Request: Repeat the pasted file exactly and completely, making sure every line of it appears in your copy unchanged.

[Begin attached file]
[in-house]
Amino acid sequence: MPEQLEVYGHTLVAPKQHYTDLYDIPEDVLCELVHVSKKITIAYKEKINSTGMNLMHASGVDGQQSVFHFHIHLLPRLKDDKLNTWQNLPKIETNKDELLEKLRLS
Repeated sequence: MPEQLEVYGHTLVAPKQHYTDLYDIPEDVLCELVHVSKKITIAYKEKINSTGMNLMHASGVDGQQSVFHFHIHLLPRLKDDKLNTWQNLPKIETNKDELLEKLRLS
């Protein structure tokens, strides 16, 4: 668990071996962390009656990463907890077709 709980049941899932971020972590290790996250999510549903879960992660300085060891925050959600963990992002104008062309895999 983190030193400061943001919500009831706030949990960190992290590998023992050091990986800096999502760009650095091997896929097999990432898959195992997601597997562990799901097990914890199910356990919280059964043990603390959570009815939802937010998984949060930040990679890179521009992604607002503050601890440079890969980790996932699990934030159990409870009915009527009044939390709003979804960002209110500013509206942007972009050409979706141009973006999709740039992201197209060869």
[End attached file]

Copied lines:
[in-house]
Amino acid sequence: MPEQLEVYGHTLVAPKQHYTDLYDIPEDVLCELVHVSKKITIAYKEKINSTGMNLMHASGVDGQQSVFHFHIHLLPRLKDDKLNTWQNLPKIETNKDELLEKLRLS
Repeated sequence: MPEQLEVYGHTLVAPKQHYTDLYDIPEDVLCELVHVSKKITIAYKEKINSTGMNLMHASGVDGQQSVFHFHIHLLPRLKDDKLNTWQNLPKIETNKDELLEKLRLS
């Protein structure tokens, strides 16, 4: 668990071996962390009656990463907890077709 709980049941899932971020972590290790996250999510549903879960992660300085060891925050959600963990992002104008062309895999 983190030193400061943001919500009831706030949990960190992290590998023992050091990986800096999502760009650095091997896929097999990432898959195992997601597997562990799901097990914890199910356990919280059964043990603390959570009815939802937010998984949060930040990679890179521009992604607002503050601890440079890969980790996932699990934030159990409870009915009527009044939390709003979804960002209110500013509206942007972009050409979706141009973006999709740039992201197209060869």